Text to Speech (TTS) Technology

Text to Speech (TTS) Technology


Text to Speech Technology


Have you ever used Alexa or Siri to help you find information, directions, or news? If you have, then most likely you have heard a synthesized voice that is the main speaker who does not reply. When you listen to text-to-speech content, it’s easy to understand what the voice is telling you - but you’ve never missed out on a generated voice.


We understand artificial sounds like Siri and Alexa because they speak our language even when they are translating from other languages. But with so much advancement in technology, especially in the voice-over and narration industry, why can't Siri make a more human voice?


The answer is complicated and it involves not only technology but also the innate sensitivity between “near-human” figures and voices. The 10 best pieces of text to speech software have many different uses that allow you to create content more efficiently than just making it easier on the computer.


Learning more about Text to Speech (TTS) technology and how it is improving can help you understand both what's happening in this emerging market and how you can potentially use TTS to your benefit.


What is Text to Speech?

Text to Speech


TTS allows your device to read you aloud from digital text. TTS is ideal for people who struggle with reading or labeling certain items on the screen. It is often used for emerging readers or learners who need additional support, but is almost universally available and supported on devices around the world.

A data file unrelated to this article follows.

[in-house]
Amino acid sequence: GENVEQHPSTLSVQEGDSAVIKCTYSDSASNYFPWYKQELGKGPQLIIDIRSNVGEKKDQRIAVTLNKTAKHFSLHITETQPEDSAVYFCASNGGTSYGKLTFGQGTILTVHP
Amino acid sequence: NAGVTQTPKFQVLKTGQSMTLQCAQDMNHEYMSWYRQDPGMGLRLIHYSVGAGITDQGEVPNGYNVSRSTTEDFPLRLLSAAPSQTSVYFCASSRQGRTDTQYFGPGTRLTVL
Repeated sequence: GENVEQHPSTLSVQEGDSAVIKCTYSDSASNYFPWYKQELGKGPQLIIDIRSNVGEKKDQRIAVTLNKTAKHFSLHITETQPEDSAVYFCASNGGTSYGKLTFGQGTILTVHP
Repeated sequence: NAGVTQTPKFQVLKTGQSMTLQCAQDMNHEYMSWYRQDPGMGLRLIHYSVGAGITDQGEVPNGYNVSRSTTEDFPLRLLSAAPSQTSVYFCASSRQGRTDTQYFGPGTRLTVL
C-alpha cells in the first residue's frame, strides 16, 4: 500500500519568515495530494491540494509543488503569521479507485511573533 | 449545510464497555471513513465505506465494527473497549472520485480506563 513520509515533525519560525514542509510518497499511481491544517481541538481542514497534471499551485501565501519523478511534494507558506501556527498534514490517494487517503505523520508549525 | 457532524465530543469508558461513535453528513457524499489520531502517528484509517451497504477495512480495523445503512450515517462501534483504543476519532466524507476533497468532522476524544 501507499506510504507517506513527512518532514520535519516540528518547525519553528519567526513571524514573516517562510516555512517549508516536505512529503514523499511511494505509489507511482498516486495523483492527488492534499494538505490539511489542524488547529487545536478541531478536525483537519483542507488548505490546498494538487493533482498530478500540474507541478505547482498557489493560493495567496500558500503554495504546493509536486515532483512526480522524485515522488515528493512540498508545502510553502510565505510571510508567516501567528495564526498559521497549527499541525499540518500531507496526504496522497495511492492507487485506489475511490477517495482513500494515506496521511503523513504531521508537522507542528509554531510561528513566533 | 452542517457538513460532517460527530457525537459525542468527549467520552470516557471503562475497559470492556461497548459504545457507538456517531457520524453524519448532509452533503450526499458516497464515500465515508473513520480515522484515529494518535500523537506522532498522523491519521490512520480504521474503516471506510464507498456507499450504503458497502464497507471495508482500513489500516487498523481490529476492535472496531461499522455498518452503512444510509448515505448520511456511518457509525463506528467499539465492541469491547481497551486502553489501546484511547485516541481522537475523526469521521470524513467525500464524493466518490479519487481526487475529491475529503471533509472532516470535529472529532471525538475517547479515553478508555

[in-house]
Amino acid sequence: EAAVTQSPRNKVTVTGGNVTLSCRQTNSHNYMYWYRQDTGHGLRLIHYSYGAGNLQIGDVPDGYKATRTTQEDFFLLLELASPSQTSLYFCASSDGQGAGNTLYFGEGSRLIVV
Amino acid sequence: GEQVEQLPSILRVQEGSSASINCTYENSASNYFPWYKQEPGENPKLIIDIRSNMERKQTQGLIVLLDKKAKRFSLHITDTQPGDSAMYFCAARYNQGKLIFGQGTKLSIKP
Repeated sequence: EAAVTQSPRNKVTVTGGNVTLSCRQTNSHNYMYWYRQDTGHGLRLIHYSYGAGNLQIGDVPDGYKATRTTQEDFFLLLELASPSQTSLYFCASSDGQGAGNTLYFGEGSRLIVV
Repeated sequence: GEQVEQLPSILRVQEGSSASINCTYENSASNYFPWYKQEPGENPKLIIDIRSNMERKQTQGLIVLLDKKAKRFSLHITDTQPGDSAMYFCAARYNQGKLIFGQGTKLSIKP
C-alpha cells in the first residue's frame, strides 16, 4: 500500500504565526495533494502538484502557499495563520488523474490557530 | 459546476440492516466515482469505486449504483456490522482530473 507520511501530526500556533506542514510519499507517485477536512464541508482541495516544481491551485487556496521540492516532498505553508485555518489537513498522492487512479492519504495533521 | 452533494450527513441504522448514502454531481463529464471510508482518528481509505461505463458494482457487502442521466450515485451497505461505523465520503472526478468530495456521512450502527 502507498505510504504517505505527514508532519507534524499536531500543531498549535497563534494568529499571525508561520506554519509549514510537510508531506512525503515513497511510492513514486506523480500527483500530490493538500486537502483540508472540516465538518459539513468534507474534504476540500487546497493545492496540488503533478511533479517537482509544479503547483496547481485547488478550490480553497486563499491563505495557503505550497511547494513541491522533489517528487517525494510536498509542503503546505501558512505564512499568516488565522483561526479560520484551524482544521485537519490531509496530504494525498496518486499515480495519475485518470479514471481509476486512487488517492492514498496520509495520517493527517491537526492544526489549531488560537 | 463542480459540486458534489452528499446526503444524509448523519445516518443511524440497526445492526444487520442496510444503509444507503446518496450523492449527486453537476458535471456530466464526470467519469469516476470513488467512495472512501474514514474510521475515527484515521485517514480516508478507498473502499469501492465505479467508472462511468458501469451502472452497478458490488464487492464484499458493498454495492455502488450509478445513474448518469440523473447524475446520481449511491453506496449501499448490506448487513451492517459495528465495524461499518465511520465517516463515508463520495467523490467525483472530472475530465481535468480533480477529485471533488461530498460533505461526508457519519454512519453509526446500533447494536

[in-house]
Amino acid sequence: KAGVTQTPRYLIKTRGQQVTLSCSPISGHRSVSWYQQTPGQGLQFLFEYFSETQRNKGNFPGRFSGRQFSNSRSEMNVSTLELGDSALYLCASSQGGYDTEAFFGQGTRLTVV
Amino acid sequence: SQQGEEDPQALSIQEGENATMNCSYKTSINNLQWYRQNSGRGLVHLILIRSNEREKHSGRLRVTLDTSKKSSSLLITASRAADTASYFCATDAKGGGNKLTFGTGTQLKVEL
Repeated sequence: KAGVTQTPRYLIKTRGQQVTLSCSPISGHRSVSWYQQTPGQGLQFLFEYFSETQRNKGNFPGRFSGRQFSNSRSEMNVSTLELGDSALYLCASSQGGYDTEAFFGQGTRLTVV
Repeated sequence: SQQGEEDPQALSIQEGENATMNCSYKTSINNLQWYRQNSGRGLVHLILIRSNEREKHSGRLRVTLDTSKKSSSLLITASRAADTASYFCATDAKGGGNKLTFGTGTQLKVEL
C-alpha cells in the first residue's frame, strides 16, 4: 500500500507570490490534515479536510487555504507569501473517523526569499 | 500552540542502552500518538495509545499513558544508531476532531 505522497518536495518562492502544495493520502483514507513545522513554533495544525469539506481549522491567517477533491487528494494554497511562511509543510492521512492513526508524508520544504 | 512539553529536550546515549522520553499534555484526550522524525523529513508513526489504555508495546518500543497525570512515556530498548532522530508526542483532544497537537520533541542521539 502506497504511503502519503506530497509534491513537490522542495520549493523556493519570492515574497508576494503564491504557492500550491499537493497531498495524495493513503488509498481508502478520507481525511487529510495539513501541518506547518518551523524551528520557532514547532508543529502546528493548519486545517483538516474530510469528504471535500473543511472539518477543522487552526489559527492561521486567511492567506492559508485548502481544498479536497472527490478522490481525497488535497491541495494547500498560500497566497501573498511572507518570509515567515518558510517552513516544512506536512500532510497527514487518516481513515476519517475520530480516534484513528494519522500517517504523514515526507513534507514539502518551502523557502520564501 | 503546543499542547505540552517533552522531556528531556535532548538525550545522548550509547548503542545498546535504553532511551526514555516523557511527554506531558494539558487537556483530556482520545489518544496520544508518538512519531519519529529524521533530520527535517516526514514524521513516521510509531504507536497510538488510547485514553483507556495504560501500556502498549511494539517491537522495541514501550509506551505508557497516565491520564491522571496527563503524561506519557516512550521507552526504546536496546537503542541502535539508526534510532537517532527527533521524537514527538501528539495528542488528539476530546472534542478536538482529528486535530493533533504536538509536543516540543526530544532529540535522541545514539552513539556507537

Speaking of TTS, it is an artificial voice or conversational AI without emotion or excitement; This is not a statement of performance. Humans have a particularly dull awareness of speech and most of us can choose synthetic voices when we are used to them. Conversational intelligence can relay facts, directions, information, and reminders, but it is not very good at expressing the meaning of a subtext or apart.


Even the most passionate prose and poetry lose their sparkle when read by the conversational AI. So why not move on to a less synthetic AI voice - one that embraces real emotions? The answer may surprise you and include real, but often misunderstood emotions arising from “near-human” interactions, with some versions becoming slightly more real and provoking feelings of discomfort and unease in the audience (more on this later).


How does Text to Speech work?